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Here are the coronavirus stories Medscape’s editors around the globe think you need to know about today:
Airborne Virus Controversy
Hundreds of scientists have written a letter to the World Health Organization (WHO) outlining evidence that SARS-CoV-2 can spread through smaller, airborne droplets and they are asking the agency to revise its recommendations, the New York Times reported this weekend. According to the report, the scientists plan to publish the letter in a scientific journal this week.
“Especially in the last couple of months, we have been stating several times that we consider airborne transmission as possible but certainly not supported by solid or even clear evidence,” Benedetta Allegranzi, MD, the WHO’s technical lead of infection prevention and control, told the Times.
Researchers are testing mesenchymal stem cells to tackle COVID-19-associated acute respiratory distress syndrome. ClinicalTrials.gov currently lists 53 such investigations of stem cells. Stem cell interventions are not without risks, and the first peer-reviewed reports of trial outcomes won’t appear for a few more weeks.
“Cellular therapies have the added risk of being a living product potentially with hundreds of millions or billions of cells, which once infused cannot be controlled,” said Paul Knoepfler, PhD, professor at the UC Davis Health/School of Medicine department of cell biology and human anatomy. “The biggest risk is likely to be making the cytokine storm worse, or somehow overdoing suppressing immunity and making the patient less able to fight the infection.”
No COVID-19 With Appropriate PPE
Providing healthcare workers treating COVID-19 patients with appropriate personal protective equipment (PPE) protects them from infection, a study from China suggests.
Researchers reviewed diagnostic and antibody testing data from hundreds of doctors and nurses who spent 6 to 8 weeks in Wuhan helping care for COVID-19 patients. The healthcare workers were all involved in aerosol-generating procedures, but also had PPE including protective suits, masks, gloves, goggles, face shields, and gowns, and followed infection control protocols. None of them showed COVID-19 symptoms, and none tested positive for SARS-CoV-2 infection or antibodies.
Loss of Smell and Taste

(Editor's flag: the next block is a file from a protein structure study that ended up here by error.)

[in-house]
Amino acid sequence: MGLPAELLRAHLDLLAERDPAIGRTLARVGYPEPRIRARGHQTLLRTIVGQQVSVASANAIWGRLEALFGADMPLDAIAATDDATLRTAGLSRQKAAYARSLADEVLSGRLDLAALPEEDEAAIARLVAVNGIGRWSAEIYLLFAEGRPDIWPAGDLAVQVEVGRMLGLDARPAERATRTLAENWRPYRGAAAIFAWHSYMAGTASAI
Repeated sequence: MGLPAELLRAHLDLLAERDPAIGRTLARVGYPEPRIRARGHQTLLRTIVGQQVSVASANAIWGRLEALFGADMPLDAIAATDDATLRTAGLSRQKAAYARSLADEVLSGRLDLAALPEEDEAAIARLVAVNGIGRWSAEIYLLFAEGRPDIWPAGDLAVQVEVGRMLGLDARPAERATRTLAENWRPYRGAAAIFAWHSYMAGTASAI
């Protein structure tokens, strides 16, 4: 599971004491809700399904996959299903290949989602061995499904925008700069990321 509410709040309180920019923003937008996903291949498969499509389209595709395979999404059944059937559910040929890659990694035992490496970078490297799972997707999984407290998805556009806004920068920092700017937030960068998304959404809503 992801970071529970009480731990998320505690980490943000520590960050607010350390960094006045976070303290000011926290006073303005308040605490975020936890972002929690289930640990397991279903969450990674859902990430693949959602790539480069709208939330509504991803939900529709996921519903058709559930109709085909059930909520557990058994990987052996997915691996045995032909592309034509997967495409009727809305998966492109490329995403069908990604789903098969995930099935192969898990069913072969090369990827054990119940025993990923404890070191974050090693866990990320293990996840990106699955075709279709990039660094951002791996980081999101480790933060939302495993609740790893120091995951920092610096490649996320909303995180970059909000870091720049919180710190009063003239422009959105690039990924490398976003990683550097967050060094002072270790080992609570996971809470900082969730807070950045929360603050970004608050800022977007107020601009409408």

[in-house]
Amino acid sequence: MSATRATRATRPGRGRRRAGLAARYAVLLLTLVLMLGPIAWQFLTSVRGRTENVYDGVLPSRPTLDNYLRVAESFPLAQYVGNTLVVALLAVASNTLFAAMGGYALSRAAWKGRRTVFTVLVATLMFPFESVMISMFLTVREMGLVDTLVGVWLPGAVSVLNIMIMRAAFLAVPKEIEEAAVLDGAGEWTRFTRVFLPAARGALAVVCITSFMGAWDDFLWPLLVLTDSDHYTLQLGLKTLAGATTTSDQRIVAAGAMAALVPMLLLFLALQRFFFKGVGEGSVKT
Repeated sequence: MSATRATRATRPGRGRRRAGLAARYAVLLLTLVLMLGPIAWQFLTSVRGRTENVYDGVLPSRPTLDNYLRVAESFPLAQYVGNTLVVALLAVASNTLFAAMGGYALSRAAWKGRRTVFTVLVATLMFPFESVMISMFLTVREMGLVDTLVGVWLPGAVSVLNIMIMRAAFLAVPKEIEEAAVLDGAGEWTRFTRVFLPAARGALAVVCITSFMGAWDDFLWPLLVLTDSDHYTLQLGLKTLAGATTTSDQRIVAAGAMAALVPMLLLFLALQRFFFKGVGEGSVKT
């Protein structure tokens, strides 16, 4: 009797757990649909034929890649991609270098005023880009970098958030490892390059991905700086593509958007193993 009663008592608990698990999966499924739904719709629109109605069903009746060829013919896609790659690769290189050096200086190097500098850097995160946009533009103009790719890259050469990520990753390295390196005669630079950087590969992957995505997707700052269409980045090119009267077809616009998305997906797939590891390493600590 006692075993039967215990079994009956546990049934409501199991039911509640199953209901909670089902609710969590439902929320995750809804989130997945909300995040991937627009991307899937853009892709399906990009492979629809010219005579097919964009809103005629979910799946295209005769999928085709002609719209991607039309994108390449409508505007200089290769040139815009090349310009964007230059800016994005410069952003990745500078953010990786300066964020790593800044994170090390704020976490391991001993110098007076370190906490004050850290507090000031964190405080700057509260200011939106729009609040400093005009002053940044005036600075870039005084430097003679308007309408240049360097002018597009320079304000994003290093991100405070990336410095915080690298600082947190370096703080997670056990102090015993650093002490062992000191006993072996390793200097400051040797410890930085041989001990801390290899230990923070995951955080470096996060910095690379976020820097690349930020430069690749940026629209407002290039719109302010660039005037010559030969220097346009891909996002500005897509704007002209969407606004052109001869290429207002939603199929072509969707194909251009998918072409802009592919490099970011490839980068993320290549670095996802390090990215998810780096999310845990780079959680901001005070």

A new study suggests that individuals who contracted a mild form of COVID-19 and lost their ability to smell or taste will gradually gain those senses back. In a survey of more than 100 adults, nearly 90% either experienced complete resolution or some improvement of these symptoms within 1 month of onset, according to study results published in JAMA Otolaryngology-Head & Neck Surgery.
“While the complete improvement of [about] 50% of patients is reassuring that many patients will experience full recovery, the 10% that did not experience at least an improvement suggests that we should remain vigilant as a medical community on this important symptom,” Nicholas Rowan, MD, an assistant professor in the department of otolaryngology-head and neck surgery at the Johns Hopkins School of Medicine, told Reuters.
Healthcare Workers Account for 1 in 10 Cases
At least 10% of all COVID-19 infections in England during a 6-week period from the end of April to the first week in June were among frontline healthcare and social care workers, according to a report from the Data Evaluation and Learning for Viral Epidemics.
Inadequate PPE, a lack of testing capacity, not separating patients with the disease from those without it, and staff not always observing social distancing may have partly been responsible for the spread of the disease, the experts suggested.
Sexual Health During Pandemic
The stresses of the COVID-19 pandemic may bring challenges and changes to sexual health and behavior, including an increase in sexual violence and “uncontrolled pornography consumption as a result of negative moods,” experts said during a webinar hosted by The International Society for Sexual Medicine (ISSM). The ISSM and International Society for the Study of Women’s Sexual Health (ISSWSH) have produced statements outlining guidance around sexual activity and COVID-19, advising on avoiding sexual behaviors including kissing.
“There is conflicting evidence regarding the presence of SARS-CoV-2 in seminal or vaginal fluid,” an Italian urologist said at the webinar. “It is not known for how long the virus remains present in the semen nor whether the semen carries transmission risk. The data is still incomplete and studies that have been done have been on small sample sizes.”
As frontline healthcare workers care for patients with COVID-19, they commit themselves to difficult, draining work and also put themselves at risk for infection. More than 1500 throughout the world have died.
Medscape has published a memorial list to commemorate them. We will continue updating this list as, sadly, needed. Please help us ensure this list is complete by submitting names with an age, profession or specialty, and location through this form.
If you would like to share any other experiences, stories, or concerns related to the pandemic, please join the conversation here.
Victoria Giardina is Medscape’s editorial intern. She has previously written for The Dr. Oz Show and is currently a national lifestyle writer for Her Campus. She can be reached at [email protected] or on Twitter @VickyRGiardina.
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